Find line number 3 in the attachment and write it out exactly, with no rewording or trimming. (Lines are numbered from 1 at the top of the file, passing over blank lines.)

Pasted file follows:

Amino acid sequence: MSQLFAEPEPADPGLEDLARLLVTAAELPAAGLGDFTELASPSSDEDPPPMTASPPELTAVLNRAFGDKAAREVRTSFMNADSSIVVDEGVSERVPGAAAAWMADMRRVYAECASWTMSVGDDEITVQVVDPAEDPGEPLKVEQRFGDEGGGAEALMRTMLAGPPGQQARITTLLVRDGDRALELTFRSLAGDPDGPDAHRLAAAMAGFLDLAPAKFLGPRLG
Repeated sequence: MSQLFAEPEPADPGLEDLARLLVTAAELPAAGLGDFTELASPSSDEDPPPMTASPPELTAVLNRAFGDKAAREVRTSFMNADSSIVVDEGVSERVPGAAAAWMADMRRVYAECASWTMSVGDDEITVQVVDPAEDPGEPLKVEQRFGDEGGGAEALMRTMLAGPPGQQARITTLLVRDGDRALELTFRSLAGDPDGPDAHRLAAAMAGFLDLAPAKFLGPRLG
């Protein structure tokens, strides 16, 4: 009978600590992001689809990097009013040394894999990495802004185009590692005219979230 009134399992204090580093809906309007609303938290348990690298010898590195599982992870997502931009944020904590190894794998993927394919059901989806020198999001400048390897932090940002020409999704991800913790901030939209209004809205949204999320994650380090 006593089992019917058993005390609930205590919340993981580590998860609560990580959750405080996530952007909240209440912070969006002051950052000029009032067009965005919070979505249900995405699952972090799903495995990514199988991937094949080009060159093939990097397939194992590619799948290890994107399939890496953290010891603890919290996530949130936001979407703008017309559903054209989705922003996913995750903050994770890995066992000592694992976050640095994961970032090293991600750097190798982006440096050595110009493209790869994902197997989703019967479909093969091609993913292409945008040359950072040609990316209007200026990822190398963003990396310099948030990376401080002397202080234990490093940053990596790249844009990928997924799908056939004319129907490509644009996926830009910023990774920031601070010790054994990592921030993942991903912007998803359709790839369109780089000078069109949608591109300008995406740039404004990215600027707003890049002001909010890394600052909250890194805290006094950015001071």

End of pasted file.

């Protein structure tokens, strides 16, 4: 009978600590992001689809990097009013040394894999990495802004185009590692005219979230 009134399992204090580093809906309007609303938290348990690298010898590195599982992870997502931009944020904590190894794998993927394919059901989806020198999001400048390897932090940002020409999704991800913790901030939209209004809205949204999320994650380090 006593089992019917058993005390609930205590919340993981580590998860609560990580959750405080996530952007909240209440912070969006002051950052000029009032067009965005919070979505249900995405699952972090799903495995990514199988991937094949080009060159093939990097397939194992590619799948290890994107399939890496953290010891603890919290996530949130936001979407703008017309559903054209989705922003996913995750903050994770890995066992000592694992976050640095994961970032090293991600750097190798982006440096050595110009493209790869994902197997989703019967479909093969091609993913292409945008040359950072040609990316209007200026990822190398963003990396310099948030990376401080002397202080234990490093940053990596790249844009990928997924799908056939004319129907490509644009996926830009910023990774920031601070010790054994990592921030993942991903912007998803359709790839369109780089000078069109949608591109300008995406740039404004990215600027707003890049002001909010890394600052909250890194805290006094950015001071």